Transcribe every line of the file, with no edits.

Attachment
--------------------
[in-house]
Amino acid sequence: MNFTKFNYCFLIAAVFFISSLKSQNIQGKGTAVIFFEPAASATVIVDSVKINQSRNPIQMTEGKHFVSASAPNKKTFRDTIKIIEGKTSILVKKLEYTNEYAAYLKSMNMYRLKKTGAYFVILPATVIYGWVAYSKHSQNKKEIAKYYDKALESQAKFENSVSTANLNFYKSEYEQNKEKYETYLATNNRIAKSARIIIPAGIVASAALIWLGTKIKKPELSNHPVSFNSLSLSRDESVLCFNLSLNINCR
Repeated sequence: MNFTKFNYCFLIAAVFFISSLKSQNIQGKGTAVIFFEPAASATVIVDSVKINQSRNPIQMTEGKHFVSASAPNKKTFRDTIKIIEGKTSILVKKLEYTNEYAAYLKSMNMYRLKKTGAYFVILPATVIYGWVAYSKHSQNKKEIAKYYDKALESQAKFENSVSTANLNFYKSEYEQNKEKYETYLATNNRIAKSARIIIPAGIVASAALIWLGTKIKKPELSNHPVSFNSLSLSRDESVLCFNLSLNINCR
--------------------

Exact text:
[in-house]
Amino acid sequence: MNFTKFNYCFLIAAVFFISSLKSQNIQGKGTAVIFFEPAASATVIVDSVKINQSRNPIQMTEGKHFVSASAPNKKTFRDTIKIIEGKTSILVKKLEYTNEYAAYLKSMNMYRLKKTGAYFVILPATVIYGWVAYSKHSQNKKEIAKYYDKALESQAKFENSVSTANLNFYKSEYEQNKEKYETYLATNNRIAKSARIIIPAGIVASAALIWLGTKIKKPELSNHPVSFNSLSLSRDESVLCFNLSLNINCR
Repeated sequence: MNFTKFNYCFLIAAVFFISSLKSQNIQGKGTAVIFFEPAASATVIVDSVKINQSRNPIQMTEGKHFVSASAPNKKTFRDTIKIIEGKTSILVKKLEYTNEYAAYLKSMNMYRLKKTGAYFVILPATVIYGWVAYSKHSQNKKEIAKYYDKALESQAKFENSVSTANLNFYKSEYEQNKEKYETYLATNNRIAKSARIIIPAGIVASAALIWLGTKIKKPELSNHPVSFNSLSLSRDESVLCFNLSLNINCR